Greymouth – West Coast Region
Once the site of the Maori pa Mawhera (which means ‘wide spread river mouth’, in reference to the town’s river mouth location), Greymouth is the largest town on the South Island’s west coast. The area has a history of gold mining, which can be appreciated at the local museum and nearby Shantytown.. The local brewery is something of a New Zealand legend; it runs tours that include a tasting session. Other Greymouth entertainments include sea fishing, fly fishing, a quayside walk and hiking the Elizabeth Track, which passes through a scenic reserve and old goldmining sites. Around the town you’ll find galleries specialising in Pounamu (New Zealand jade).
Franz Josef – West Coast Region
Franz Josef Glacier was first explored in 1865 by geologist Julius von Haast, who named it after the Austrian emperor. The glacier is five kilometres from the town of the same name, and a 20 minute walk will take you to its terminal face.
Franz Josef Glacier
From the glacier car park, you can hike to a choice of lookout points for a bigger view of this awesome river of ice. If you want to actually make contact with the glacier, take a guided ice walk or a heli-hike. Aerial sightseeing is another option. In the town you’ll find plenty of places to stay and eat. At nearby Lake Mapourika there are kayaks for hire.
Wanaka – Lake Wanaka Region (West Coast)
The lakeside town of Wanaka can provide you with an appealing mix of fine living, family fun and adventure. It has a high concentration of cafes, restaurants and interesting shops. It’s obvious that the Wanaka district is nicely obsessed with aviation. At the airport you can arrange to go flightseeing or sky diving, and every two years the town hosts a spectacular airshow revolving around classic miliary aircraft. Winter is a busy time in Wanaka, as the town fills up with snow sports fans. Local snow venues include Treble Cone, Cardrona and Waiorau. Wanaka is also a handy base if you want to hike or climb in Mount Aspiring National Park.
A winter skiing or boarding adventure in the Southern Lakes region is a great way to appreciate the South Island's natural assets. Modern chairlifts, snowmaking technology and grooming machines all work to enhance the opportunities offered by the region’s abundant winter snowfall and stunning alpine landscapes.
The resort town of Queenstown is sophisticated and fantastically scenic. Its lake and mountain landscape is suited to almost any kind of adventure; but Queenstown is just as well known as a place for indulgence. The area’s history is intertwined with gold. In 1862, two sheep shearers struck it rich at the edge of the Shotover River. The ensuing gold rush town was named Queenstown because '...it was fit for Queen Victoria'. Adventure activities include snow sports, bungy jumping, jet boating, horse trekking and river rafting. Indulgent experiences include exceptional food and wine, lake cruises, spa treatments, boutique shopping and leisurely games of golf.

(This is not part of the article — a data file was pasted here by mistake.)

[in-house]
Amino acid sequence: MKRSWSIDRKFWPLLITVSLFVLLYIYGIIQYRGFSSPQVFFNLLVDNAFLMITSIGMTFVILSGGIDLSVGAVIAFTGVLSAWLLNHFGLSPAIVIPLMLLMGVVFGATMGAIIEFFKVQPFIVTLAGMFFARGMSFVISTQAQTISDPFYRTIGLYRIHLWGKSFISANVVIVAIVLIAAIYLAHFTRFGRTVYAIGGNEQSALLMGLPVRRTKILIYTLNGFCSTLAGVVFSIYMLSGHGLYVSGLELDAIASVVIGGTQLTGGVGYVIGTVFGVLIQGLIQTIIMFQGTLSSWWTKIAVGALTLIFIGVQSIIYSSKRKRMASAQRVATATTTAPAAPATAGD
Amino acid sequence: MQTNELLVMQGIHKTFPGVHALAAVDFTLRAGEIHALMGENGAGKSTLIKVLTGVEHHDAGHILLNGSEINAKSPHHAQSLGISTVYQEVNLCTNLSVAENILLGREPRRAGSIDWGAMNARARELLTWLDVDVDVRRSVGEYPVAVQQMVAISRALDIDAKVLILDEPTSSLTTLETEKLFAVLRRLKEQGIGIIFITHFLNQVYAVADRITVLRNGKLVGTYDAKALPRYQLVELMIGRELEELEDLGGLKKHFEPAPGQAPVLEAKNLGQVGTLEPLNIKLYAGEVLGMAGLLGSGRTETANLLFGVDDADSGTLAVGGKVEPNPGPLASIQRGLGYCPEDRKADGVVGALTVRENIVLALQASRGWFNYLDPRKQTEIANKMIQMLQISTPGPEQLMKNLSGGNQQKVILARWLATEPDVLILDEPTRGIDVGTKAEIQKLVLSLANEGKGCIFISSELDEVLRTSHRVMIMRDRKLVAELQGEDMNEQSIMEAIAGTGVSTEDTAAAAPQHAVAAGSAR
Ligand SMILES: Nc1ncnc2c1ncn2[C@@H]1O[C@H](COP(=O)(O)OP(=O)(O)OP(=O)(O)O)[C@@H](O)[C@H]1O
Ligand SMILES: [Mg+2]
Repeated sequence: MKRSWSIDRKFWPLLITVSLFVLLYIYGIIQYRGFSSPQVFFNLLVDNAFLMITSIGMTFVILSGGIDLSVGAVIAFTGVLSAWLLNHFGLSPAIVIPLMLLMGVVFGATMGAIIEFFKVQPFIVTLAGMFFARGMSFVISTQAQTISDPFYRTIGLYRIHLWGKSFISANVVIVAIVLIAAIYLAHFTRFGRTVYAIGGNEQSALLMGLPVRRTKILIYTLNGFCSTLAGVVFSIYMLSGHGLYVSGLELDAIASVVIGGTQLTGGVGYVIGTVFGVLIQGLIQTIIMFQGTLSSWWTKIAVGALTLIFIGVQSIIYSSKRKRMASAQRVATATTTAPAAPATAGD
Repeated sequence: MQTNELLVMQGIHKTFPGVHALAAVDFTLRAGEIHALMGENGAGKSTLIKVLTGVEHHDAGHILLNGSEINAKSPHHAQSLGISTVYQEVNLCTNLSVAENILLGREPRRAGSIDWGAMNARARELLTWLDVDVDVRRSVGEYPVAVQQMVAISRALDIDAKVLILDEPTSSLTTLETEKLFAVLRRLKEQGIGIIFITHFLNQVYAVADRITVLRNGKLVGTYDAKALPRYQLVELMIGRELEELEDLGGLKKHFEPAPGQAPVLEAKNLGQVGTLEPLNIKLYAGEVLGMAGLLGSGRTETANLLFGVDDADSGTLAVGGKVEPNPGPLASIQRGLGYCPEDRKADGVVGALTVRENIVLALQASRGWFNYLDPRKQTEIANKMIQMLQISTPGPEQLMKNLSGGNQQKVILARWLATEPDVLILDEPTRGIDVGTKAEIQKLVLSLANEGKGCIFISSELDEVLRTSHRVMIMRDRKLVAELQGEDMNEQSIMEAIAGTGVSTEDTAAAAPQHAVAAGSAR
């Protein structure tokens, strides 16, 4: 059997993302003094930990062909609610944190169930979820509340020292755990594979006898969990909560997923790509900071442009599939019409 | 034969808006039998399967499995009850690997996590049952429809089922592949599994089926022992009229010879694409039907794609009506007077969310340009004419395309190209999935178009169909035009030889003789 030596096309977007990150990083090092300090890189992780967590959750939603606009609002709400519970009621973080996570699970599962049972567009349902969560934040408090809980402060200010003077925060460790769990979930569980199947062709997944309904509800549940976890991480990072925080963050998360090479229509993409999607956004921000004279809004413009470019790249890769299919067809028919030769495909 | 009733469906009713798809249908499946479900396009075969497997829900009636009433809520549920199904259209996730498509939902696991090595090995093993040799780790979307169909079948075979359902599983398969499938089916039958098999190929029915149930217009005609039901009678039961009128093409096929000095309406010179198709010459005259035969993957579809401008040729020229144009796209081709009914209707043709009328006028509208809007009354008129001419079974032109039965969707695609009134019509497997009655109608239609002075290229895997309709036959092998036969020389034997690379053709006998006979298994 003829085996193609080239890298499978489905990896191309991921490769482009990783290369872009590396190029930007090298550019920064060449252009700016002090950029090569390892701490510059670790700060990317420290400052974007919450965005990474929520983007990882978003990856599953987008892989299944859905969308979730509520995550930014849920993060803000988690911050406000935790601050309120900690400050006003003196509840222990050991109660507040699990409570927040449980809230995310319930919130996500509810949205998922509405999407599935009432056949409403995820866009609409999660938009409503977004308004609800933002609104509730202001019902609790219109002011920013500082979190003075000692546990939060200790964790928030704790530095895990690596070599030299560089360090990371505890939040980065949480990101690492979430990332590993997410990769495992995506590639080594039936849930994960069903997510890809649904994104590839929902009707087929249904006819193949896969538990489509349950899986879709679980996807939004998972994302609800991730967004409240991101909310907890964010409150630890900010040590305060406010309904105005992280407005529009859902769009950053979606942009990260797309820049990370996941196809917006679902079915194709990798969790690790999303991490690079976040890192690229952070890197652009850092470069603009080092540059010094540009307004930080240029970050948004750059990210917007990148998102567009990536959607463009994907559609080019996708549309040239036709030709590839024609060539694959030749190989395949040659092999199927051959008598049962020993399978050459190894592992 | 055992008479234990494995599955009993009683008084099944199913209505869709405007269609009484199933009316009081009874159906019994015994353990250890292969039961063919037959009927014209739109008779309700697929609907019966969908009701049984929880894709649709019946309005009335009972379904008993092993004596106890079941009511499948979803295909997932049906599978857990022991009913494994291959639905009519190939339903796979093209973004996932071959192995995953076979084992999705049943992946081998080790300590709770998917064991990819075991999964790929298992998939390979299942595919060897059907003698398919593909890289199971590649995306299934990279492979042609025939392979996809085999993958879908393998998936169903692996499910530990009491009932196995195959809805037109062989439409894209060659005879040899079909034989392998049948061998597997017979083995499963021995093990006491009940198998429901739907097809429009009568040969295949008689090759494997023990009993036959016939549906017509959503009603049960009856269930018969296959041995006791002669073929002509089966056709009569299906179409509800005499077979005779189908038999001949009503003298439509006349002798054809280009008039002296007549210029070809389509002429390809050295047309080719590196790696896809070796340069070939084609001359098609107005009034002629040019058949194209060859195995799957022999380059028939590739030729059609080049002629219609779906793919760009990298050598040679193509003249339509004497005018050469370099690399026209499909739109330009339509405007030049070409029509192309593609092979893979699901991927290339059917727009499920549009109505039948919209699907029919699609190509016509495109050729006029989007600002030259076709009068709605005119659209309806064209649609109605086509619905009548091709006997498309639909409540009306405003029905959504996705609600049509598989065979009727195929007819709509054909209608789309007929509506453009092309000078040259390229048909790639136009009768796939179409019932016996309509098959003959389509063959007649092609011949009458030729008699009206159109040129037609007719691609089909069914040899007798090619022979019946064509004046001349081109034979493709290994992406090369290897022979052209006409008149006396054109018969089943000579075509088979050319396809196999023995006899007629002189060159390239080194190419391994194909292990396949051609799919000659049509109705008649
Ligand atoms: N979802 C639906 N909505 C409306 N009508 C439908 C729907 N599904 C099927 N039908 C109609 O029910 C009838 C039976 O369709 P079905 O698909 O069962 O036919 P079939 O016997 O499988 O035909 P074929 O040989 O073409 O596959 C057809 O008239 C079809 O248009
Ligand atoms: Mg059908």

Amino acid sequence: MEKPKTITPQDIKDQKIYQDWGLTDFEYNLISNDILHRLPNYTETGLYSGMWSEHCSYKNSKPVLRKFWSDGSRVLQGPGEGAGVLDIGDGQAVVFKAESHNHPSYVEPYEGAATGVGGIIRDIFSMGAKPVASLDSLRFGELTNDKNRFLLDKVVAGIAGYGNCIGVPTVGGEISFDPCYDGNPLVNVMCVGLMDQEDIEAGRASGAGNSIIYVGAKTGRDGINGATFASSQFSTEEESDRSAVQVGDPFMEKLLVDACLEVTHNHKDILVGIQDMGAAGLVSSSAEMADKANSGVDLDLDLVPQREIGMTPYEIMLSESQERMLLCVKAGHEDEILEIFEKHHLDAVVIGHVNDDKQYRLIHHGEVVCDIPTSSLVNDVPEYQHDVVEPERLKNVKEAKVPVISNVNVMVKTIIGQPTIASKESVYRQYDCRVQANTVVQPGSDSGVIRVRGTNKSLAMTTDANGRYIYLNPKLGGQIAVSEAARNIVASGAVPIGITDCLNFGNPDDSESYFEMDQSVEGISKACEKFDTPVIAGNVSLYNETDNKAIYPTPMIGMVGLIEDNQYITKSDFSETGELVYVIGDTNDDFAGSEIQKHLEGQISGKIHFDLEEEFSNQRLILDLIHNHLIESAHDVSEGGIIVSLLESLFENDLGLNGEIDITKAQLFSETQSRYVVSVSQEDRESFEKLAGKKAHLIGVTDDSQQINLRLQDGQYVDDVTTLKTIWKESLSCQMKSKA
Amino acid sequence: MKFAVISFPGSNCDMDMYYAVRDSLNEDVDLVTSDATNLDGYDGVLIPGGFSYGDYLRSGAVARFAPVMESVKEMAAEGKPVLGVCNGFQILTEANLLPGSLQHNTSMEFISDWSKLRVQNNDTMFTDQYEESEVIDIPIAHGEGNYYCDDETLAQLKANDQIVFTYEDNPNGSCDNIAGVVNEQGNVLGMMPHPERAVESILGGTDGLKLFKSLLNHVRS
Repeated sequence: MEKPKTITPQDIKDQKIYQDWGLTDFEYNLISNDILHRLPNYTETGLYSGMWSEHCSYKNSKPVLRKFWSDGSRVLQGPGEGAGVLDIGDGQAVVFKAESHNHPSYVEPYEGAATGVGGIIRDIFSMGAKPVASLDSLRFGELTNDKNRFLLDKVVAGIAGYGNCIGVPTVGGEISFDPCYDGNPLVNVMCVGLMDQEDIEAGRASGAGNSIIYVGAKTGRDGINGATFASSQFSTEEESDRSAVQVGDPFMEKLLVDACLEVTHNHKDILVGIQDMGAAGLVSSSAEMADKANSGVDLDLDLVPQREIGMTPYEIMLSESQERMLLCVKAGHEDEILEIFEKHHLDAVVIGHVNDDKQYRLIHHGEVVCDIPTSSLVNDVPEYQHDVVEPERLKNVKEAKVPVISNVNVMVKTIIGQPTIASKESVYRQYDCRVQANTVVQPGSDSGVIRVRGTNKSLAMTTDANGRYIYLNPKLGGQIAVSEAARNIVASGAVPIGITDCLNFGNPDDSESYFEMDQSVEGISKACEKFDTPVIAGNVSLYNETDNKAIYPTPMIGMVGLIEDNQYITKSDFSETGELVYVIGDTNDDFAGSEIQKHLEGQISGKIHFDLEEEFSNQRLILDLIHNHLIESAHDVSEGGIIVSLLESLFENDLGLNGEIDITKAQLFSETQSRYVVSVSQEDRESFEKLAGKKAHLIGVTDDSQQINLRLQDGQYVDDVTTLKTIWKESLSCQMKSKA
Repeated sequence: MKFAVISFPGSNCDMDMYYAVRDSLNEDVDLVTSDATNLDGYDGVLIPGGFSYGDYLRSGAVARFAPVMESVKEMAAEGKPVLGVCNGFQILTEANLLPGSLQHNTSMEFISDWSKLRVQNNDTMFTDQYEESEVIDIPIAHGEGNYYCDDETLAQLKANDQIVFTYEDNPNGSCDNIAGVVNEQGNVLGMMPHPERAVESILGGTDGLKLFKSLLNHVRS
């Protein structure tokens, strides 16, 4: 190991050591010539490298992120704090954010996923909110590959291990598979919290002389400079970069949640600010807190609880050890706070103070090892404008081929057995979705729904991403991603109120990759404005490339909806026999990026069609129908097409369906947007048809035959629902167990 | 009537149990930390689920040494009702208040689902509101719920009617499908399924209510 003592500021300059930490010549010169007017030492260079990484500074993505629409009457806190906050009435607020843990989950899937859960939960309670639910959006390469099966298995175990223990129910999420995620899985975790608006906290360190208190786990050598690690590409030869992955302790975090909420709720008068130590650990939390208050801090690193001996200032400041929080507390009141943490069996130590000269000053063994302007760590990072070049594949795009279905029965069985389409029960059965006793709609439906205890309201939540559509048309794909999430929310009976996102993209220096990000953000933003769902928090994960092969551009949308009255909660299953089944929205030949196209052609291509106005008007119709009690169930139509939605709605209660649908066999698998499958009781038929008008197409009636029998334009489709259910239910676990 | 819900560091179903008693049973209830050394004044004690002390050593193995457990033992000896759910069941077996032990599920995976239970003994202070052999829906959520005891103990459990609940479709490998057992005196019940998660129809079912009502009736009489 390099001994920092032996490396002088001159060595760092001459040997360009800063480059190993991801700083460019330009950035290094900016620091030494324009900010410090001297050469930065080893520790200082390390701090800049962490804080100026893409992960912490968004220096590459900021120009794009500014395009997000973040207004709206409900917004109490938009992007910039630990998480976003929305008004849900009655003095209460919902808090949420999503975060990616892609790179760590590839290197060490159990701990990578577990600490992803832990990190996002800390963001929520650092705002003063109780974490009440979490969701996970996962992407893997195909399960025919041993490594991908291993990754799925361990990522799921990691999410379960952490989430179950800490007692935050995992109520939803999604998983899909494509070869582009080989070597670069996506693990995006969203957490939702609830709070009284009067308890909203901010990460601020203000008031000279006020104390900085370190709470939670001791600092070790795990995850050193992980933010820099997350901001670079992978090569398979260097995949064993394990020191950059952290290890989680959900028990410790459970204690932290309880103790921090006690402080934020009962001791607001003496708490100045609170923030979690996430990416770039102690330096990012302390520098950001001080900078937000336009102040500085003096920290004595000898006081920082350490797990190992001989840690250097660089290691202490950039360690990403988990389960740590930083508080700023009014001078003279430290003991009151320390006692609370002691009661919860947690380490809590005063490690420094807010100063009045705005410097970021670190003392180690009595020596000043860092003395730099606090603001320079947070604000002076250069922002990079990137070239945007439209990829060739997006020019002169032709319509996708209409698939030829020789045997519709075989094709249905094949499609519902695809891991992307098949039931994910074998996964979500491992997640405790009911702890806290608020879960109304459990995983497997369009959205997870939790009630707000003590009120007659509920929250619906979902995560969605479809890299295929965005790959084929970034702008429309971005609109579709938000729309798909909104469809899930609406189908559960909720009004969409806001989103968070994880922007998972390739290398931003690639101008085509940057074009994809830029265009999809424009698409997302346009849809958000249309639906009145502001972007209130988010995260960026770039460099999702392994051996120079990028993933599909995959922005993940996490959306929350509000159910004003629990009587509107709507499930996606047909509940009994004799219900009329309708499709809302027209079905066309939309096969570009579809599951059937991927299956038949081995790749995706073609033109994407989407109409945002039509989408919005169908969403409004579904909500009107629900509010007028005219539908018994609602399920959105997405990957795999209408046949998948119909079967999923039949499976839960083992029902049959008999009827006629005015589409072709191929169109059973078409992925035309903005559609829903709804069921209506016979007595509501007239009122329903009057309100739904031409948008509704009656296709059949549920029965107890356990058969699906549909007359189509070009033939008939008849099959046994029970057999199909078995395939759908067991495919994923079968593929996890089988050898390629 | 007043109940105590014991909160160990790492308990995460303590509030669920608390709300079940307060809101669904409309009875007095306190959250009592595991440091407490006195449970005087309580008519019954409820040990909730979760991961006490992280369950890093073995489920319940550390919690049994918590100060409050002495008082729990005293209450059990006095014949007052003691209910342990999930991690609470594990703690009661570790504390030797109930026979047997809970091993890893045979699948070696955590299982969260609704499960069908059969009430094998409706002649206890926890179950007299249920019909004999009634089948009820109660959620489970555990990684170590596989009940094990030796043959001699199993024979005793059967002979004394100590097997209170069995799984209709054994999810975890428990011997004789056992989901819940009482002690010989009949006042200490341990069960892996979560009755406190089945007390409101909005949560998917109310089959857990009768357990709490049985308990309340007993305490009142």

Perched on the edge of New Zealand’s second largest lake, the township of Te Anau is the main visitor base for Fiordland National Park. At the Department of Conservation Visitor Centre you can make plans to walk the Milford, Routeburn or Kepler Tracks. There are many places to stay, but you’d be wise to book ahead in the busy season. Restaurants are plentiful. Apart from hiking, popular local activities include lake cruising, kayaking and exploring the Te Ana-au Glowworm caves.. The museum has a collection relevant to both the Maori and European history of the area. There’s also a wildlife park specializing in native birds.
Milford Sound is probably one of New Zealand’s most well known scenic attractions. Nowhere else in Fiordland do the mountains stand so tall, straight out of the sea. Luxuriant rainforest clings to sheer rock walls and waterfalls tumble hundreds of meters to the sea below. Whatever the fiord’s mood – brooding and wet, or tranquil in the sunshine – it will inspire you.
The best and most spectacular way to see and experience everything Milford Sound has to offer is to fly in on a beautiful day. The flight to Milford Sound from Queenstown, Te Anau or Wanaka is undoubtedly one of the world’s greatest scenic flights. With unsurpassed views of the mountains and glaciers on route.
There are several boat operators who offer day cruises. Most guided tours from Te Anau or Queenstown arrive in Milford around noon, so it is advisable to escape the crowds by going on an early-morning or late-afternoon cruise. If you intend to take photographs, the quality of light is usually better around those times as well. There is also the option of an extended overnight cruise on Milford Sound.
Stewart Island in New Zealand’s deep south, offers some of the best land and sea birding in the country. Largely unmodified, the Island provides excellent habitat and food for native birds. Unlike other areas of New Zealand, it has not suffered the introduction of mustelids.
We offer "off the beaten track" wilderness adventures on Ulva Island and Stewart Island. Our focus is local and New Zealand natural and cultural history, opportunities to view kiwi and rare and threatened native birds and plants in the wild.
Swing bridges are a memorable feature of the Rakiura Track, a 29 kilometre hiking circuit on Stewart Island. The three-day track follows the coast, climbs over a 300 metre high forested ridge and traverses the sheltered shores of Paterson Inlet. Department of Conservation huts provide accommodation along the way.